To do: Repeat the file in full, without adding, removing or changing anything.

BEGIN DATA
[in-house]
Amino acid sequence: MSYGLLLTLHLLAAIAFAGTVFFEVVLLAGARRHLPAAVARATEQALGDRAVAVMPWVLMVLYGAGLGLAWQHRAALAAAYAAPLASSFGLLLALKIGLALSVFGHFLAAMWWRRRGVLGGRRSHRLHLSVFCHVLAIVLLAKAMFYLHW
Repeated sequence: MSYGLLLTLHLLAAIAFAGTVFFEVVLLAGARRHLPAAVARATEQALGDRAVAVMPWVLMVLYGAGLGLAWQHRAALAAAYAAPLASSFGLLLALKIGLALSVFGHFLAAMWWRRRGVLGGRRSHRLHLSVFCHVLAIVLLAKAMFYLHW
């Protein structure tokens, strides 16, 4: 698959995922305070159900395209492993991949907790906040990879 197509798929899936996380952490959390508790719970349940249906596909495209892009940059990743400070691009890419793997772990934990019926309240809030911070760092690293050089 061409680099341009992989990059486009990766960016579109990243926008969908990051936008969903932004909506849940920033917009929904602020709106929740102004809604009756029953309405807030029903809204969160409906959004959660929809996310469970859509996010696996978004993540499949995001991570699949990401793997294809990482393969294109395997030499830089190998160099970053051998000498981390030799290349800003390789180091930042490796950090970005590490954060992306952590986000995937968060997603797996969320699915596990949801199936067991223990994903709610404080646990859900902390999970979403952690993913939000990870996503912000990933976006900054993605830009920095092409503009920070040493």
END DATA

[in-house]
Amino acid sequence: MSYGLLLTLHLLAAIAFAGTVFFEVVLLAGARRHLPAAVARATEQALGDRAVAVMPWVLMVLYGAGLGLAWQHRAALAAAYAAPLASSFGLLLALKIGLALSVFGHFLAAMWWRRRGVLGGRRSHRLHLSVFCHVLAIVLLAKAMFYLHW
Repeated sequence: MSYGLLLTLHLLAAIAFAGTVFFEVVLLAGARRHLPAAVARATEQALGDRAVAVMPWVLMVLYGAGLGLAWQHRAALAAAYAAPLASSFGLLLALKIGLALSVFGHFLAAMWWRRRGVLGGRRSHRLHLSVFCHVLAIVLLAKAMFYLHW
């Protein structure tokens, strides 16, 4: 698959995922305070159900395209492993991949907790906040990879 197509798929899936996380952490959390508790719970349940249906596909495209892009940059990743400070691009890419793997772990934990019926309240809030911070760092690293050089 061409680099341009992989990059486009990766960016579109990243926008969908990051936008969903932004909506849940920033917009929904602020709106929740102004809604009756029953309405807030029903809204969160409906959004959660929809996310469970859509996010696996978004993540499949995001991570699949990401793997294809990482393969294109395997030499830089190998160099970053051998000498981390030799290349800003390789180091930042490796950090970005590490954060992306952590986000995937968060997603797996969320699915596990949801199936067991223990994903709610404080646990859900902390999970979403952690993913939000990870996503912000990933976006900054993605830009920095092409503009920070040493």